Unable to attend the first two Steller Apiaries Annual Alternative Beekeeping Picnic, we managed this last July 13th to appear at the third but even then had to cut short our attendance. As a result we saw only two of the many scheduled demonstrations and displays.
While mainly using Kenyan-style hives the Stellers also experiment with other non-Langstroth types such as this take on a Karakovan log hive, the first exhibit of the day. When we remarked that it seemed easier to construct than most other hives, Keith Steller chuckled and replied that it was easy indeed for the local ants had hollowed the log. He only had to construct loose-fitting end-caps and a sturdy frame from which to suspend the log. Then, of course, the ants were evicted and the honeybees installed.
The cap at one end was briefly removed to display the comb within, running the length of the log. The brood chamber was near the other end with this end mostly honey. As the picture shows, beekeepers had been nibbling at it as Keith demonstrated by reaching in and breaking off another small piece to pass around.
Although the end cap shown (at the brood end) has an entrance hole, the bees also used any suitably sized gaps between the log body and either end-cap. Thus foragers could deliver nectar at the other without needing to traverse the length of the log. This is also why we have stitched the sides of our hives with entrance holes along their length.
Having mentioned ants just now, we should also pass along a tip from Jessica Steller. She uses cinnamon powder dumped directly into the hive to repel ants. It seems to not bother the bees although they probably remove it as trash in their own time.
In deference to those like us who could not stay for the entire event, the Stellers graciously rescheduled what would have been the grand finale to become the second exhibit of the day, an observation hive built into a wall.
The wall in question is something of an exterior wall, separating an enclosed but unheated porch from the interior of the house. The drywall on each side was removed between a pair of studs near the room corner and the space framed. Entrances (hard to see in the picture) were provided by drilling holes (one near the ceiling, one near the floor) through studs to the outside and running plastic tubing to provide short tunnels for the bees. Then a window and shutter on each side finished it. Conceptually simple and executed with Keith’s usual neat handiwork.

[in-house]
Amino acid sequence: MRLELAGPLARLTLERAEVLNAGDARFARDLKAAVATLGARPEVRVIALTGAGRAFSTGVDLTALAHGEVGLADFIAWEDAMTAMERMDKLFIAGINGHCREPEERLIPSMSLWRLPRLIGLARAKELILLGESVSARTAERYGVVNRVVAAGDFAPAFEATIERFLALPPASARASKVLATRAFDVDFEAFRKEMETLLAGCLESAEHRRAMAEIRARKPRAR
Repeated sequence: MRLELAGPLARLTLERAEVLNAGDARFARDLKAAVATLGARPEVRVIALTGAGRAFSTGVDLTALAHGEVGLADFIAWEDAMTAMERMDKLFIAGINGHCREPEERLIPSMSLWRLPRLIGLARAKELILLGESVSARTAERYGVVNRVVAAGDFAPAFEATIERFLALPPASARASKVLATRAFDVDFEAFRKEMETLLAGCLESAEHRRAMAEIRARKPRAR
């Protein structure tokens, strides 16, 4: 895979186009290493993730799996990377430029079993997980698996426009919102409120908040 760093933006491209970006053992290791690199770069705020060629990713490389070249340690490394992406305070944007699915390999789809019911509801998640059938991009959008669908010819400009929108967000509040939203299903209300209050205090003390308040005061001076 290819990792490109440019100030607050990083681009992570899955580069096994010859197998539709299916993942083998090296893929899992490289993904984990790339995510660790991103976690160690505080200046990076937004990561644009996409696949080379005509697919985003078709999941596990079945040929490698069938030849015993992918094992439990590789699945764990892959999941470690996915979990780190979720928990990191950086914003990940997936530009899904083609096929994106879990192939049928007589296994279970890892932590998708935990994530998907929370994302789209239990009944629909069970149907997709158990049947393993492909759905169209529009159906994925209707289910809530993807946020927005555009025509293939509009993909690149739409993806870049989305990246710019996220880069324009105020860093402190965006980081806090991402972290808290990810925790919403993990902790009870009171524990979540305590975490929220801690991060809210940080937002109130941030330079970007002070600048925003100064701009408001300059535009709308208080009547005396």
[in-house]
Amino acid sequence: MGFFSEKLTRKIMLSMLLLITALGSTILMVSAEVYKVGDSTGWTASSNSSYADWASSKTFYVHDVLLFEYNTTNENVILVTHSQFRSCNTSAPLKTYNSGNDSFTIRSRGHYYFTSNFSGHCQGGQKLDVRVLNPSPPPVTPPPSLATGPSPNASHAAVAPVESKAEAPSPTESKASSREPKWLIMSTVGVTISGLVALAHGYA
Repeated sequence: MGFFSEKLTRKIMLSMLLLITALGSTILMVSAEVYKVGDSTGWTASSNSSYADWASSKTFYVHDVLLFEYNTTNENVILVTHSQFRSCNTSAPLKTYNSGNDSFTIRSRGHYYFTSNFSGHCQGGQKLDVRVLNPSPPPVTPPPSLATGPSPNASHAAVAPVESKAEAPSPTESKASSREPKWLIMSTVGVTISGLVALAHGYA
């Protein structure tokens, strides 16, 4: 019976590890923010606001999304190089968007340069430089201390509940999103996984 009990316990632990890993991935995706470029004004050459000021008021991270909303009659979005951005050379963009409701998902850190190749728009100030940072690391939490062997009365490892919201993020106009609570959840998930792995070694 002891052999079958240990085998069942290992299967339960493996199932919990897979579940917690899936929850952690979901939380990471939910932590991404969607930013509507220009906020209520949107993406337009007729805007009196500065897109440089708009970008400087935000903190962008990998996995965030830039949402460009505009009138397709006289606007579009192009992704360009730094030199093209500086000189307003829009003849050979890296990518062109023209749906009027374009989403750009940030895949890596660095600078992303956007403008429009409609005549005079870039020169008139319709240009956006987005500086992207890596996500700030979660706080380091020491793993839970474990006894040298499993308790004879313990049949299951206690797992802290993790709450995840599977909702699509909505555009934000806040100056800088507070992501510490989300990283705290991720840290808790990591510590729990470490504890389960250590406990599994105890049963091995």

We worried that warmth from the house would keep the bees more active during winter, possibly never entering cluster, and so they would deplete their stores too quickly to last until springtime. Keith agreed and admitted that they were saving honey to feed this one hive even though the others are expected to manage their stores without human assistance.
These bees built their comb on either side of the hive rather than from the top. Not at all typical, even in observation hives. Yet another example of ignorant bees not knowing how they are supposed to behave. Tongue firmly in cheek on that last sentence.
And with that we had to depart as the mead brewing demonstration was beginning. Also to follow were demonstrations of other typical beekeeper activities such as honey extraction, wax melting, and hive inspection in a horizontal hive. We most regret missing that last so we could compare our bungling to what should be done. Perhaps at a Fourth Annual Alternative Beekeeping Picnic.